November 28th, 2013
New World Pinot Noir is never going to age like a Burgundy. If this bottle is anything to judge by, some are more likely to age like a Médoc. Witness the tawny Cabernet glow, the rich vanilla flavours, and the dark fruits from a wine that sounds more like a middle distance runner’s dog.
No evidence of any barnyard or chicken run. Nor anything thin. But if you want a full flavoured fruity Pinot that sits between Burgundy and New Zealand (depending on how you circumnavigate the globe), nip down to Epicure on Alton Road, South Beach and they will be delighted to lighten your wallet to the tune of five $10 bills. There must be somewhere cheaper to buy it – can you help?
October 31st, 2013
The best recommendations for a wine do not come from journos, PR samples or special offers. For me, they come from genuine wine enthusiasts who trouble their pockets to retrieve a cherished bottle from their cellar to share with you. Either in person or in absentia.
This bottle was given to be at a board meeting by one of my colleagues who has travelled extensively around South America and hearing my mild enthusiasm for Chilean Carmenère, passed a Cuvée Alexandre into my dirty paws one rainy Tuesday morning in Newton le Willows.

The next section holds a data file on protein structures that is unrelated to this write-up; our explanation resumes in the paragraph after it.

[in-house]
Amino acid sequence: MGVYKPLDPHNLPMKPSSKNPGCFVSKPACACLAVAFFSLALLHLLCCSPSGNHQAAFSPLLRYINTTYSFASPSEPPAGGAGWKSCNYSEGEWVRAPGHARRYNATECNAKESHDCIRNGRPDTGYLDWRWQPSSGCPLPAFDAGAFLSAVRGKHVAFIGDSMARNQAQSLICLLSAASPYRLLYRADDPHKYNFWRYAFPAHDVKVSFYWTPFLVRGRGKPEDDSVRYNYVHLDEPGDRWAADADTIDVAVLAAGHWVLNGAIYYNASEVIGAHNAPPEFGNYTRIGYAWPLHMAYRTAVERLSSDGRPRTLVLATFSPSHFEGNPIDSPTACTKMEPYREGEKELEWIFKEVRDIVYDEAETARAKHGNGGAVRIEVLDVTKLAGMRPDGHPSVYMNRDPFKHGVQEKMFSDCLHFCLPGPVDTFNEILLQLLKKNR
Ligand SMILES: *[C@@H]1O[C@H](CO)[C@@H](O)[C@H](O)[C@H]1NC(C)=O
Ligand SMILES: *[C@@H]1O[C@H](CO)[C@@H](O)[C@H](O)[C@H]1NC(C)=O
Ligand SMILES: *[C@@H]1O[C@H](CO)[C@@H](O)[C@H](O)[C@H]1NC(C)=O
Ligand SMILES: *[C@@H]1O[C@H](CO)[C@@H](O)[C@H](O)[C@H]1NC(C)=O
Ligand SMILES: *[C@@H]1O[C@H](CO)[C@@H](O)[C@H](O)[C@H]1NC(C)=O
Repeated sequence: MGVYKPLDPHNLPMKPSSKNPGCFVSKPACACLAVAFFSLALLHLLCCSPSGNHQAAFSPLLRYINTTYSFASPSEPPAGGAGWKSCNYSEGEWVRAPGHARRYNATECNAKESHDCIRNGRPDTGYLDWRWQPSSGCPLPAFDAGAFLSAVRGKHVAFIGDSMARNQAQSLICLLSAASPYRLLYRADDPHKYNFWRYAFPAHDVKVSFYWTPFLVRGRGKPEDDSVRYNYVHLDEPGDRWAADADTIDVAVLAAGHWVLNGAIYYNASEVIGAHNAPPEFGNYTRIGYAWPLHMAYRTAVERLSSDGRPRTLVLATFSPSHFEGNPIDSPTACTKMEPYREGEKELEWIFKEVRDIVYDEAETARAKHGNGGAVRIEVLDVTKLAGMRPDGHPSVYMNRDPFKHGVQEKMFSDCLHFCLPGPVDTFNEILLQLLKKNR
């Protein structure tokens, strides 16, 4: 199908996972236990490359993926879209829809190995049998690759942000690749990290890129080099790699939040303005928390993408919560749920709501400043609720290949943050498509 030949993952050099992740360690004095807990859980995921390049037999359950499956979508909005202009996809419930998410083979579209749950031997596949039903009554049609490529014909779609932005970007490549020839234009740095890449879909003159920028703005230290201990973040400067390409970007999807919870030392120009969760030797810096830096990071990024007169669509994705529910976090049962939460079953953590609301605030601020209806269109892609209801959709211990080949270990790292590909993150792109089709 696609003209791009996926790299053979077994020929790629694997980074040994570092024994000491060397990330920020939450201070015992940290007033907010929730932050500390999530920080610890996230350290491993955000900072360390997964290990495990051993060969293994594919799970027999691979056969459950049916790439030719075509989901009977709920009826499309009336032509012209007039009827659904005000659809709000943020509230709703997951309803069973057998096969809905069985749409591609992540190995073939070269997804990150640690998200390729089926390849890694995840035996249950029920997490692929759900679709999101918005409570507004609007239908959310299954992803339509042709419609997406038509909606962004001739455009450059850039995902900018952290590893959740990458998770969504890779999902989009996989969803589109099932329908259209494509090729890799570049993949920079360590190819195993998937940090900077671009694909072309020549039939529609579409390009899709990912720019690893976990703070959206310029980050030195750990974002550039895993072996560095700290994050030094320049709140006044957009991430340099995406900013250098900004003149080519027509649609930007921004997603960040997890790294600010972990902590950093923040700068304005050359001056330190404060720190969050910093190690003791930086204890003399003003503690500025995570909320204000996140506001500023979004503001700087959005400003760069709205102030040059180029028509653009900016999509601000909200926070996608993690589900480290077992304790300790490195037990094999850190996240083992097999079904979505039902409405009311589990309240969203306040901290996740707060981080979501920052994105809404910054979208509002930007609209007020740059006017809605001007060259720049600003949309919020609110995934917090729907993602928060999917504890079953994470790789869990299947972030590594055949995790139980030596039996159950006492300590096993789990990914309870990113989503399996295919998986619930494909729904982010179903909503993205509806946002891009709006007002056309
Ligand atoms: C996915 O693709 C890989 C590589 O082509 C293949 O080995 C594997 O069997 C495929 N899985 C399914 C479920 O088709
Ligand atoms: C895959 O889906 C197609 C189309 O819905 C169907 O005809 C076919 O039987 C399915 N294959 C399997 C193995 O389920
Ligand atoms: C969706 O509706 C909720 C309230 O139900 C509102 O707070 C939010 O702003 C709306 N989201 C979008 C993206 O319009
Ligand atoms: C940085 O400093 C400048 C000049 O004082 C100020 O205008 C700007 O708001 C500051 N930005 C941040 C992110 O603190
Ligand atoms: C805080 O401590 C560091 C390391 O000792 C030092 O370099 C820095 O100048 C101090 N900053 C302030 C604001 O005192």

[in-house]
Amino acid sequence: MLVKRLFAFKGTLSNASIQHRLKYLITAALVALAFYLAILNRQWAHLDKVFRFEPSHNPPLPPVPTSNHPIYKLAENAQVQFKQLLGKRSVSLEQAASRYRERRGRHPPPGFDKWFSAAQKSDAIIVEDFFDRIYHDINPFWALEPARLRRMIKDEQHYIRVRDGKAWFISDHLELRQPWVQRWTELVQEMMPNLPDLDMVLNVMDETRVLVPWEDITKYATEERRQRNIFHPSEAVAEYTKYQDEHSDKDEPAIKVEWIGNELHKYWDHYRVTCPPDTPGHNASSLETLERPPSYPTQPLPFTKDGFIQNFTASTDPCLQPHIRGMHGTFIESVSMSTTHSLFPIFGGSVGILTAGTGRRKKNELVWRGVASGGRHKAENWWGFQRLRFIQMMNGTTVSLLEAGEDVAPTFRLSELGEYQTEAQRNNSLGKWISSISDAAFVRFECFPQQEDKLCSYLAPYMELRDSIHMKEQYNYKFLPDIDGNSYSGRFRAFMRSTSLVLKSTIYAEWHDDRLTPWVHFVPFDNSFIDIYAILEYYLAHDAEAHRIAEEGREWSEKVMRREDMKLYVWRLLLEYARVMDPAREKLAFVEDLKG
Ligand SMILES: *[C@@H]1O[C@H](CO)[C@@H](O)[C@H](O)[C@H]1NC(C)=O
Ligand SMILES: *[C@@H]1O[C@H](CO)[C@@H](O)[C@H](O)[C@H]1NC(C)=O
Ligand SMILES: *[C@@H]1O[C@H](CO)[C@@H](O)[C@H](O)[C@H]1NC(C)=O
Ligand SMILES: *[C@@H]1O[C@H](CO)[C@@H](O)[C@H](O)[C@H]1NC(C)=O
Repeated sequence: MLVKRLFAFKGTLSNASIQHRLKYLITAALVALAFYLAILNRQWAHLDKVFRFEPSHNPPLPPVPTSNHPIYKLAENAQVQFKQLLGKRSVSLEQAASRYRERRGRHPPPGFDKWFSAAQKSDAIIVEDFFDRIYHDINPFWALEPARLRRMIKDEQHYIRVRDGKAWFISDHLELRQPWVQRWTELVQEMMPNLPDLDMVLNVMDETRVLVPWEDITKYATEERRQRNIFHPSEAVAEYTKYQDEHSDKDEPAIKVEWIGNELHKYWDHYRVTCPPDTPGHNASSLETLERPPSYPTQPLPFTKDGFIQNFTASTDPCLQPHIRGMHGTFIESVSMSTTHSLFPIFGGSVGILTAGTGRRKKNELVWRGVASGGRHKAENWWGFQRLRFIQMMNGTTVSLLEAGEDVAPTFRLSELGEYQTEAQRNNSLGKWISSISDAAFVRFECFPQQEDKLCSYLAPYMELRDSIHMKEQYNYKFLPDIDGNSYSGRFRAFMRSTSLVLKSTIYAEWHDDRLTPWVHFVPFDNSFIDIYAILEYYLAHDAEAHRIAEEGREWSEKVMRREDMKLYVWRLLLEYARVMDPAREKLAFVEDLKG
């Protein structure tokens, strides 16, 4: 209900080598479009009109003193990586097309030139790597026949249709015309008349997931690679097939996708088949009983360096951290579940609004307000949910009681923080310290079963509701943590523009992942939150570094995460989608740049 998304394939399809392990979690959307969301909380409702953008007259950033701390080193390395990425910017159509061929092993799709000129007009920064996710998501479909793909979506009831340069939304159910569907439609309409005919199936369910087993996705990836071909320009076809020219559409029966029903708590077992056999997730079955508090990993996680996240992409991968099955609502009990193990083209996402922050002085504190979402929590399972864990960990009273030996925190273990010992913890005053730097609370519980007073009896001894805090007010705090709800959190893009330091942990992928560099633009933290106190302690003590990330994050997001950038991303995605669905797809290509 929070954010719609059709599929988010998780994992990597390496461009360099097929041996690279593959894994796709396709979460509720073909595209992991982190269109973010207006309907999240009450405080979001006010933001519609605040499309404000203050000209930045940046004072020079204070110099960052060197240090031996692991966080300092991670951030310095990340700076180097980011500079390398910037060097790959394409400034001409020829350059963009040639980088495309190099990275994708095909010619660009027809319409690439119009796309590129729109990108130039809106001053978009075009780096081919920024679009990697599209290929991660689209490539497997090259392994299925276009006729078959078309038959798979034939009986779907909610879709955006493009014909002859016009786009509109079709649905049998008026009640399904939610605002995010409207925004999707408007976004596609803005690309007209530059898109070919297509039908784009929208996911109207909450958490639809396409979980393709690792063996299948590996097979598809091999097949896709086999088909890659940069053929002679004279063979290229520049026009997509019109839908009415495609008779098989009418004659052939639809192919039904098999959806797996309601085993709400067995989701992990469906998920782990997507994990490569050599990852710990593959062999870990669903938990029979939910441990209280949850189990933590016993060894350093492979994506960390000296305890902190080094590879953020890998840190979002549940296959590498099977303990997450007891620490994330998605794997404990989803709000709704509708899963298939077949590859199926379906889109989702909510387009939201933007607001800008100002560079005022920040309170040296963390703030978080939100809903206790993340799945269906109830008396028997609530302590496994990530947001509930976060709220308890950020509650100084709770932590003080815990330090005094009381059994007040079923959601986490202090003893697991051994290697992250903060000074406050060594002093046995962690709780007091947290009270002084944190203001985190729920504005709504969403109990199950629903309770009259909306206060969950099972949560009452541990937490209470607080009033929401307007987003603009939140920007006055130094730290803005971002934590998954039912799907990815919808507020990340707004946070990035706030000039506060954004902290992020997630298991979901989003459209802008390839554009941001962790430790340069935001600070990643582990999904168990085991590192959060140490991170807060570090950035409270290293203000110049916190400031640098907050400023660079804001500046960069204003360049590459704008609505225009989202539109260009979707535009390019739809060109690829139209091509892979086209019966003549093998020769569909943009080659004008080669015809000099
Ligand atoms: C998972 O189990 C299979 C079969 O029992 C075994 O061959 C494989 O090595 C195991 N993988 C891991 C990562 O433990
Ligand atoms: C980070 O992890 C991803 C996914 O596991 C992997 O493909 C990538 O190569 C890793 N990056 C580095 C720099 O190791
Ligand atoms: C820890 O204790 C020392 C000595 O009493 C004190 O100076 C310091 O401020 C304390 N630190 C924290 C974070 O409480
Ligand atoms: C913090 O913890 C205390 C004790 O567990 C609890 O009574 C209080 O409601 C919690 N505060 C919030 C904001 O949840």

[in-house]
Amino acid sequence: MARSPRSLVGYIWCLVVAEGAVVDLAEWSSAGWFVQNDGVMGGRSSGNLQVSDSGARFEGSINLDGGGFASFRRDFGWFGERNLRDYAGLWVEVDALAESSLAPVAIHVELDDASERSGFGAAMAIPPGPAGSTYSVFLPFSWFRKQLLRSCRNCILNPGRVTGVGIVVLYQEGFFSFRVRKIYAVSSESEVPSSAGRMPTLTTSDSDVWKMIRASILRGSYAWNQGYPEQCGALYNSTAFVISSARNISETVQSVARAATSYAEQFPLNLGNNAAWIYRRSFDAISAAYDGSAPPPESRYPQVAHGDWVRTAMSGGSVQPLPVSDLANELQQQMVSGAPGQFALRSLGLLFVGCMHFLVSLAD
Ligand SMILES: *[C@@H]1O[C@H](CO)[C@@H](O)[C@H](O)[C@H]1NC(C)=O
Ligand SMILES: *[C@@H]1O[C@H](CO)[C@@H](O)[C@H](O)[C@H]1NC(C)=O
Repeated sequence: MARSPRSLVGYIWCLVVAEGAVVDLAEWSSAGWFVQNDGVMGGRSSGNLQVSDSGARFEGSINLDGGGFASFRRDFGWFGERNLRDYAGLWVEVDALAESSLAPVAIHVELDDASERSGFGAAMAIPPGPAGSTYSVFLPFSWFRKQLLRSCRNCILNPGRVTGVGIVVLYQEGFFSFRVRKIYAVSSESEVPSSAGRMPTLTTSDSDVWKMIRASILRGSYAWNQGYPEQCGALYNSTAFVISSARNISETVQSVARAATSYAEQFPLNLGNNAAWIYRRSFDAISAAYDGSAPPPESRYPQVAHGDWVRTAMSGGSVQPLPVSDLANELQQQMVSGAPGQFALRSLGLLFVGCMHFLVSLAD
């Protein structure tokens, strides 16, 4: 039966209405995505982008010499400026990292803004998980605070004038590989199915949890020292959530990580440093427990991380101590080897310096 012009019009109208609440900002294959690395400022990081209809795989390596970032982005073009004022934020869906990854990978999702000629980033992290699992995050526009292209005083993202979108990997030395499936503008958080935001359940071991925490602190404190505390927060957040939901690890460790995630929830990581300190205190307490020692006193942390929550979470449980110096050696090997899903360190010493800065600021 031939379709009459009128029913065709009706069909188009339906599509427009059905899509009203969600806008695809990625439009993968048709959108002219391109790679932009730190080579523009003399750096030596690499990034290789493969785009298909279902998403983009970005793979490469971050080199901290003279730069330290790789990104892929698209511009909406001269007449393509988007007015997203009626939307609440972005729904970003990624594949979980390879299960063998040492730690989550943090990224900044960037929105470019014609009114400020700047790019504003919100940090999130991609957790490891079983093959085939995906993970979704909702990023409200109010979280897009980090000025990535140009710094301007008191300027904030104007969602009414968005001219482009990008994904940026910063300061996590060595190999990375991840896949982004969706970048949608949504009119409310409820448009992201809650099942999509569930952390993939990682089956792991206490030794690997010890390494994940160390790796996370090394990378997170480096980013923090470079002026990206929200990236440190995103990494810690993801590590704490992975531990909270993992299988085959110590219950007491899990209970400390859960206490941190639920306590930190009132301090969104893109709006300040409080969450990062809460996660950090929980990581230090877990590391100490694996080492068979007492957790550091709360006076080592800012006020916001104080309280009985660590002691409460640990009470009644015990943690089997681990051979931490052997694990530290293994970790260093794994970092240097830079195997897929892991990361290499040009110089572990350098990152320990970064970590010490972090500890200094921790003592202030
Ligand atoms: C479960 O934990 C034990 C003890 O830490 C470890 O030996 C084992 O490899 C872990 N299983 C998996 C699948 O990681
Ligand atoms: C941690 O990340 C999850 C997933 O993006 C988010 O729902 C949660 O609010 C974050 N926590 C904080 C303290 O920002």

This grape, widely planted in Chile but d’origine Bordeaux often reminds me of real wood fires on cold winter days. Rich and herby, yet smooth and oaky, this example is full on, but refined and very moreish, albeit bound to give me a headache in the morning.
I daren’t look up the price, because the quid pro quo is that I need to return the favour. But, knowing Chris, this is not a cheapy £5 bottle of wine. I think I’ll be reaching into my Eurocave for a decent Bordeaux or Argie blockbuster, maybe not quite stretching to a Catena Zapata or Cheval des Andes.
If you want to buy some, try your local independent.
October 15th, 2013
I’ve written many times of my quest to find the perfect wine to accompany beans on toast. But, what about that other saccharine Heinz staple, Tomato Soup?
Everybody tells me that Italian reds are powerful, tannic and rich – like sucking a teabag that has been left in the pot overnight. So that won’t work then, will it?
Well, yes actually. This wine is soft like a fresh raspberry teabag (should you wish to to commit brewed beverage bastardisation) with just a smoky hint of genuine tea (Earl Grey), and there is a slight sweetness that really brings out the flavour of the kids’ teatime favourite.
And as I write, England qualify for the 2014 FIFA World Cup finals! Great goal by Gerrard. Let’s hope we don’t face Italy first up in the competition. Like their wines, they are tough early on, and soften up over time.
Mine cost me £32 from the Sunday Times Wine Club and the 2007 is STILL AVAILABLE. But, not cheap, so maybe better to buy the 2008 and save it to drink when England win in Brazil?
September 28th, 2013
Beef friendly, delicious, easy drinking, and easy on the wallet. Not something you see every day on the carte des vins of a top end London Steakhouse. But I found Chateau (sic) Ste (sic) Michelle (sic) at Goodman‘s Mayfair branch. Served by the glass at one point, it disappeared and then they told me that had trouble sourcing enough to keep it on the list.
I am not really surprised. It must have been flying out of the Eurocave faster than a Batmobile powered by used rape seed oil.